EPISODE #42 – UNF PRESIDENT DR. MOEZ LIMAYEM – KNOW THY PRESIDENT

How to Ruin Dinner
How to Ruin Dinner
EPISODE #42 – UNF PRESIDENT DR. MOEZ LIMAYEM – KNOW THY PRESIDENT
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How To Ruin Dinner: Conversations at the University

UNF President Moez Limayem

Know Thy President UNF: A Conversation with Moez Limayem

Inspired by his father’s dedication as an elementary school teacher and principal in rural Tunisia, Dr. Limayem explains how his family’s respect for education and educators emboldened him to embark on an educational journey that has spanned four continents. Like the man in a Johnny Cash’s song, he’s been everywhere, man, he’s been everywhere: Tunis, Quebec, Canada  – where he was named Best Teacher in Canada – Hong Kong, Minnesota, Arkansas, Tampa, and Jacksonville. Dr. Limayem’s international perspective could explain his expansive vision for UNF. He looks to establish fruitful partnerships with Jacksonville businesses and donors and explains how cities worldwide are enriched economically and culturally by vibrant universities.

Beyond generalities, we discuss the challenges facing universities and UNF: retention and graduation rates, diversity, and a commitment to intellectual integrity. President Limayem is keenly aware of UNF’s responsibility to students who are working full-time and first-generation college students who may need more detailed roadmaps to navigate higher education. Finally, we discuss his academic work in consumer habits and technology.

It was a distinct pleasure and honor to have this hour with Dr. Limayem; I hope you enjoy this introduction to Moez Limayem.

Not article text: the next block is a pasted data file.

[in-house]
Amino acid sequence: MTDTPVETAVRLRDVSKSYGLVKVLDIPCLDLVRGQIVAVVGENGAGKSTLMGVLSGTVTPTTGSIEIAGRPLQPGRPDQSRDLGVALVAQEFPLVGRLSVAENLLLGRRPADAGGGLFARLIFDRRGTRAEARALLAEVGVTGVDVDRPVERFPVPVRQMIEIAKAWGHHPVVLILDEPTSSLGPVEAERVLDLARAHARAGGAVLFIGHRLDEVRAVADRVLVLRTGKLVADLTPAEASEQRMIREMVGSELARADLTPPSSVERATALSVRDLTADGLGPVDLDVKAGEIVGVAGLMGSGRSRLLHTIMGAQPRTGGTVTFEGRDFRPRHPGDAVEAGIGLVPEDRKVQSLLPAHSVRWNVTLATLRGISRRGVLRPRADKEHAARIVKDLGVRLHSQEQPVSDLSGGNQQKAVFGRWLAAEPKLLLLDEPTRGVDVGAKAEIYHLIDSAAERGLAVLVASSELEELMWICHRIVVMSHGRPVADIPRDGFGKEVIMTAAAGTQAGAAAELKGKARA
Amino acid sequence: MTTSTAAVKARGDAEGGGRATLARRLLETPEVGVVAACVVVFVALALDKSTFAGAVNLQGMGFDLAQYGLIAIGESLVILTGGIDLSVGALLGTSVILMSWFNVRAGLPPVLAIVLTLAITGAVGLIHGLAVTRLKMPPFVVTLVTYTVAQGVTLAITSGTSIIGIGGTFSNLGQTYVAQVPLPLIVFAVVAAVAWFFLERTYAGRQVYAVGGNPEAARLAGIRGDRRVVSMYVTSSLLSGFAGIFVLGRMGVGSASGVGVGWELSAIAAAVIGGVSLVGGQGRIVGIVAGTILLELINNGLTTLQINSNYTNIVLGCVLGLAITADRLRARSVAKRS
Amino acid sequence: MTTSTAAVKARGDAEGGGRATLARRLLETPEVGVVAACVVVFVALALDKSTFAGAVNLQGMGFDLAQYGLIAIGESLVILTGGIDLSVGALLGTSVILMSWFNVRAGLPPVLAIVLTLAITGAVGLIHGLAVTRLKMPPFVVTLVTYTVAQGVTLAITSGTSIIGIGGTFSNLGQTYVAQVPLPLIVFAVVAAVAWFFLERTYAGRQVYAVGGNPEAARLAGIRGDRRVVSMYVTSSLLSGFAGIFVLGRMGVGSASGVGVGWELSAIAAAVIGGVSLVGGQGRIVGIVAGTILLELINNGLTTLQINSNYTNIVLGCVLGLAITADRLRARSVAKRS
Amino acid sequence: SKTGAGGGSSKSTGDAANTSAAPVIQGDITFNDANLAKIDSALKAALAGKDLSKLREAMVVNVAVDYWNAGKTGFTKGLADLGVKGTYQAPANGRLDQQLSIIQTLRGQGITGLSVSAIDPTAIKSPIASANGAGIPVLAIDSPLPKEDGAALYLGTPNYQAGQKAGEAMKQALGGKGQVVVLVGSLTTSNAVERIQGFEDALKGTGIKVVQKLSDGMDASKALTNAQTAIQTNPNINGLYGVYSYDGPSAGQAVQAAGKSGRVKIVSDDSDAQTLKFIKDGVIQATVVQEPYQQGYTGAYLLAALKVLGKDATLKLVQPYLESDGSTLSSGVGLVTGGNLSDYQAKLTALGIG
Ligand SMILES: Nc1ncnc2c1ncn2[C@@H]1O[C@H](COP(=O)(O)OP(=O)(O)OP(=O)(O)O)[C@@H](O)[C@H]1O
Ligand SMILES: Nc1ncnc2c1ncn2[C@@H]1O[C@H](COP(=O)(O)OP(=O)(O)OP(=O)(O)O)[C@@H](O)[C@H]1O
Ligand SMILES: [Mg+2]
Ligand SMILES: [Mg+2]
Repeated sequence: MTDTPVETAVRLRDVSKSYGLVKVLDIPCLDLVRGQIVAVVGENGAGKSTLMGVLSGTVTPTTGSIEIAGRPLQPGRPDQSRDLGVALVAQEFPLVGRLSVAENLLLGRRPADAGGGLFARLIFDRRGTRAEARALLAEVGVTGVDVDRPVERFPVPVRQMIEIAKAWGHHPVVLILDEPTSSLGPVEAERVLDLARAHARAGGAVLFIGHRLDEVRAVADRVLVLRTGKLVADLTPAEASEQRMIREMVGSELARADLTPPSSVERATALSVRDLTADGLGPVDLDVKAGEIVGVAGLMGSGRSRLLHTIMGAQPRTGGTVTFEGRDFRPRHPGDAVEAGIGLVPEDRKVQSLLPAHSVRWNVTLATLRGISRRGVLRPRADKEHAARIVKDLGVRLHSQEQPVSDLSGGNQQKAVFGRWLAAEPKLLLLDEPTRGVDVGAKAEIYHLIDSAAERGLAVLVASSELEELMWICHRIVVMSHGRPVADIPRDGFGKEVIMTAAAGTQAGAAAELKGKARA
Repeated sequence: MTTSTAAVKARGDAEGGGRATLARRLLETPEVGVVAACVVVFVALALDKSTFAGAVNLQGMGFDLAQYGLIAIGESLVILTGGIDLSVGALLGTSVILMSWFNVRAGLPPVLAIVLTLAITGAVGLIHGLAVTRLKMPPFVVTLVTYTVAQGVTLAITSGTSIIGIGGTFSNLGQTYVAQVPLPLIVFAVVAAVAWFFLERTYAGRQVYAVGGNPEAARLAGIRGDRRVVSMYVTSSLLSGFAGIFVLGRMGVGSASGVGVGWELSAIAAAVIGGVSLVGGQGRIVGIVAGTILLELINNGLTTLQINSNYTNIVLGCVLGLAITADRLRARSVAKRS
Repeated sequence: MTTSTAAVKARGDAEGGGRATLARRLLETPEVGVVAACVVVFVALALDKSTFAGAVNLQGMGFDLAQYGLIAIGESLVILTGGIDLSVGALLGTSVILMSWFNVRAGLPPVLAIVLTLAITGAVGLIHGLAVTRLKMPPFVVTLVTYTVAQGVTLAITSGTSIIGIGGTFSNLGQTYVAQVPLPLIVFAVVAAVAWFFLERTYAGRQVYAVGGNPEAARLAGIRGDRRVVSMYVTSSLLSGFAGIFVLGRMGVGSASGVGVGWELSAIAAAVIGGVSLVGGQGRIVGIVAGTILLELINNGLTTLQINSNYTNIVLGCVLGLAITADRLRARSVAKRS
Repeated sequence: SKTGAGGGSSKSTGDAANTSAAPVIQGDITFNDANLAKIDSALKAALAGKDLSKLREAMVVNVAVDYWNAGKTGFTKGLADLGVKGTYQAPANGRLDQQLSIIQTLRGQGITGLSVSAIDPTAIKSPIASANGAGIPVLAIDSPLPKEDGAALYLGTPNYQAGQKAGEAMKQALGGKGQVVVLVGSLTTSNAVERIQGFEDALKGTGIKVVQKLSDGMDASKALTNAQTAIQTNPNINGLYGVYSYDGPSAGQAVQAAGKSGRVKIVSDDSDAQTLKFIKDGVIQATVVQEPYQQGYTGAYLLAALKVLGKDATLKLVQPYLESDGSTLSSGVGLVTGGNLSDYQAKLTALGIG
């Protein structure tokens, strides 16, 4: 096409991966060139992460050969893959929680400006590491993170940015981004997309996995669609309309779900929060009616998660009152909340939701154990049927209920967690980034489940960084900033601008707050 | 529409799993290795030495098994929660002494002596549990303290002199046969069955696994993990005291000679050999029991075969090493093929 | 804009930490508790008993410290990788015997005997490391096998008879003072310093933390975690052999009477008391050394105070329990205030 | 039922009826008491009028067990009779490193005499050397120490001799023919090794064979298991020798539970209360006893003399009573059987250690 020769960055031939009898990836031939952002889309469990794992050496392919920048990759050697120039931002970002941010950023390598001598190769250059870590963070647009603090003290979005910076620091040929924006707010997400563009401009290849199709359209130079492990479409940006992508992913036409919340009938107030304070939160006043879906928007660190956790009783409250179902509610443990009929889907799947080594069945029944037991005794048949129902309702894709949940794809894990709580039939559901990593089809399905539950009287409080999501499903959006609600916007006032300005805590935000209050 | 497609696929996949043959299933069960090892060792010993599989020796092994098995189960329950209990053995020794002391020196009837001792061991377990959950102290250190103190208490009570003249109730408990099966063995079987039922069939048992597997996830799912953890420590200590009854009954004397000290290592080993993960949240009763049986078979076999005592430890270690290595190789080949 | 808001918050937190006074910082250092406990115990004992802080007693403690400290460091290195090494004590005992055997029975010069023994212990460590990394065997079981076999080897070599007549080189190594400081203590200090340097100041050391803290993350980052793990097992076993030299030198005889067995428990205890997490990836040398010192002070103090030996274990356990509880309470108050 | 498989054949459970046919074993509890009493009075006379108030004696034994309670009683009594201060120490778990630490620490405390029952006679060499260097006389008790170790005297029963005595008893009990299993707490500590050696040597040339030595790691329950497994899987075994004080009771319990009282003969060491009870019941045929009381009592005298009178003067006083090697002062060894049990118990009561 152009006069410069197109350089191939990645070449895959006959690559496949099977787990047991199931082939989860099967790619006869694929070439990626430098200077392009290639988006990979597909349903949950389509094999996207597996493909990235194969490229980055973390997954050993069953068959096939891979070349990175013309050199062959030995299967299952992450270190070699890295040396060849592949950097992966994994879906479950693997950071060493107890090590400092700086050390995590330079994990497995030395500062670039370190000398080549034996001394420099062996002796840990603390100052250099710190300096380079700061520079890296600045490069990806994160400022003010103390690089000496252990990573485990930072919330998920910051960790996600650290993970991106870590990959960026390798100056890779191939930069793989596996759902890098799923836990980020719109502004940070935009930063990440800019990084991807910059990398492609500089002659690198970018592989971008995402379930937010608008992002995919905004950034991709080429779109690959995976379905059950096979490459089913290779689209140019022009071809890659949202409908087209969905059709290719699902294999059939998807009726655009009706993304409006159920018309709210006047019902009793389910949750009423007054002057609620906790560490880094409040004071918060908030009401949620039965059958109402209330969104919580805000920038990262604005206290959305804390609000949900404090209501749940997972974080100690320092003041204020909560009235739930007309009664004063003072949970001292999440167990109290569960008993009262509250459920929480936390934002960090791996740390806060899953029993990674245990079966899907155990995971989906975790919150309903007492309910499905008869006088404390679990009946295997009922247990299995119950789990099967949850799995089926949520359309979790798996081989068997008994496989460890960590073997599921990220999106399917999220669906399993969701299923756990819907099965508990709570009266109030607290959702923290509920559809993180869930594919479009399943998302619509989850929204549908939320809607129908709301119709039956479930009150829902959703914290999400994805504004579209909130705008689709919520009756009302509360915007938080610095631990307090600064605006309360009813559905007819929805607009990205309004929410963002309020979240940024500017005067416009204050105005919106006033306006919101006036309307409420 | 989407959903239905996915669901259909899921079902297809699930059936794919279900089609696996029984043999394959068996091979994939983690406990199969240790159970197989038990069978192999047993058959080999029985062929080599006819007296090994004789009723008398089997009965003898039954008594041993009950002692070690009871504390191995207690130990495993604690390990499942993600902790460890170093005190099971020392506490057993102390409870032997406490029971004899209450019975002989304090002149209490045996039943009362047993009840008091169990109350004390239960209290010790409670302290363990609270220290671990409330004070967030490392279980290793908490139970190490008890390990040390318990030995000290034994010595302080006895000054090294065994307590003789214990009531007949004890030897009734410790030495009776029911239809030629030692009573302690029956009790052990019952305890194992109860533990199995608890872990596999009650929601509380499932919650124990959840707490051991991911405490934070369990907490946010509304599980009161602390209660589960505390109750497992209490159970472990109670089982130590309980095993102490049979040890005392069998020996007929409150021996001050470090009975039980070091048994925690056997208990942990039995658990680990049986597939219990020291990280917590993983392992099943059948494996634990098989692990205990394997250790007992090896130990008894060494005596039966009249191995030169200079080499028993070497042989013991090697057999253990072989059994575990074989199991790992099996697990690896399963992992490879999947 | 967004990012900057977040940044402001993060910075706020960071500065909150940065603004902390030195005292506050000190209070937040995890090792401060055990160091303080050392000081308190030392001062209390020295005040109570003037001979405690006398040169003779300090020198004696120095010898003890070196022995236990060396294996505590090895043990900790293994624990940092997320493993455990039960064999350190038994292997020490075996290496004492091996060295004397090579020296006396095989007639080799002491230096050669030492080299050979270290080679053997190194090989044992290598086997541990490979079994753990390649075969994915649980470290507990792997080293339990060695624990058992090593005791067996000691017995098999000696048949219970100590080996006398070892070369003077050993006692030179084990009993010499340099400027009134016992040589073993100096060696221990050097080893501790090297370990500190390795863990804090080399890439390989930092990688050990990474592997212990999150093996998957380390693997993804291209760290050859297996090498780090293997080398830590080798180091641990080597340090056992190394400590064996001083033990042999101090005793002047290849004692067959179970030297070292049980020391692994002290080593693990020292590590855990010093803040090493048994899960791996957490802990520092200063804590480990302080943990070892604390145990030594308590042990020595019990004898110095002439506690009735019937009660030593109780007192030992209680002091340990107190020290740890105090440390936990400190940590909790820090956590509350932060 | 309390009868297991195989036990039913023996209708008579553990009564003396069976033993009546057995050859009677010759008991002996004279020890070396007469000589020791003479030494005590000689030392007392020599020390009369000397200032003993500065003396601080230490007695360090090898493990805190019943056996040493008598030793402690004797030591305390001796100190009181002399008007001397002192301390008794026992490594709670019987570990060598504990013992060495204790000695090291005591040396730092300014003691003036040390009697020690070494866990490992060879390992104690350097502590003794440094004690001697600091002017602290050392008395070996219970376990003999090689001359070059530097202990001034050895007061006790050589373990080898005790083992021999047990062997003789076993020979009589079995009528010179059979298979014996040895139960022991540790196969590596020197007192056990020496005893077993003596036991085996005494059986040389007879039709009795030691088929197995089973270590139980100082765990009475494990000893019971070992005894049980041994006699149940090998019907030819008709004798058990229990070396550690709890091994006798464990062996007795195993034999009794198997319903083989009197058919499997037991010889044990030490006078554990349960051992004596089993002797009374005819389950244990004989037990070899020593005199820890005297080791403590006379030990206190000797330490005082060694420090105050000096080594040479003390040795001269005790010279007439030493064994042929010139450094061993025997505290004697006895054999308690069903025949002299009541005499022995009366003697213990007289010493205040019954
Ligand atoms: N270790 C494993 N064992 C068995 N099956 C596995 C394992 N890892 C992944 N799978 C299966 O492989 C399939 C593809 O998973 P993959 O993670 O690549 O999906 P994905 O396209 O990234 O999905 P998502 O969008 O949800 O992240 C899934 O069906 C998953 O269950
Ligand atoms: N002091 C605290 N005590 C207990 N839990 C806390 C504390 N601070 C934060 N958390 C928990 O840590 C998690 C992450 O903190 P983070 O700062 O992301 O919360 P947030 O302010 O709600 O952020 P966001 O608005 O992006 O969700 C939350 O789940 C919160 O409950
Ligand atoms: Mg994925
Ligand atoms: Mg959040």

17 Replies to “EPISODE #42 – UNF PRESIDENT DR. MOEZ LIMAYEM – KNOW THY PRESIDENT

  1. I think it’s interesting how Dr. Limayem became inspired to be an educator due to his father being an elementary school teacher and principal. One thing that I relate with is that my family also places significance in education and has always motivated me to do better and challenge myself throughout my educational experience. I also think it’s amazing how Dr. Limayem has experience in Hong Kong, Canada, Tunis, Minnesota, and more. I believe that all these experiences he has had in education can be beneficial for UNF in terms of increasing and being more open to diversity. In addition, since he has interacted and observed various students, instructors, and teaching styles I think it could be helpful in improving quality of education at UNF. Another thing I agree with and found inspiring is what Dr. Limayem says about giving students chances and even those that other universities would say no to. I also think that he makes a great point when discussing what makes us happy as I agree that a lot of people don’t take the time to do soul searching which I believe is important to do so in our lives.

  2. Thank you for sharing this information with us, Dr. Treyz and Dr. Limayem. As a UNF student, it has been a challenge to connect with my colleagues, especially those in leadership, because the campus is so crowded. Getting to know a little more about our president and his goals makes me feel already so much more comfortable with this school. Thank you for sharing a bit about your personal experiences and giving some helpful tips that I can use in my remaining years of education. It will very much be used!

  3. I enjoyed your discussion on how writing is a skill. I agree that it can be unrealistic to expect new students to be writing at a college level. It is the responsibility of the students to learn how to write better throughout their education.

  4. Dr. Limayen explains hsi life story before he became president of UNF. He became inspired by his father’s dedication as an elementary school teacher and principal in rural Tunisa. He has been to Canada, Hong Kong, Quebec, Canada, Minnesota, Arkansas, and Tampa. He wanted to establish fruitful partnerships with Jacksonville business and donors and he was explaining how cities around the world wee enriched economically and culturally by vibrant universities. Limayen says that he was aware of UNF’s responsibility to students working full time and first generation colleges students who might need more detailed roadmaps to navigate higher education. Finally, his academic work in consumer habits and technology were discussed as the last topic.
    I enjoyed listening to your video Dr. Limayen. I thought your backstory life was interesting and the things that people go through at UNF and other universities.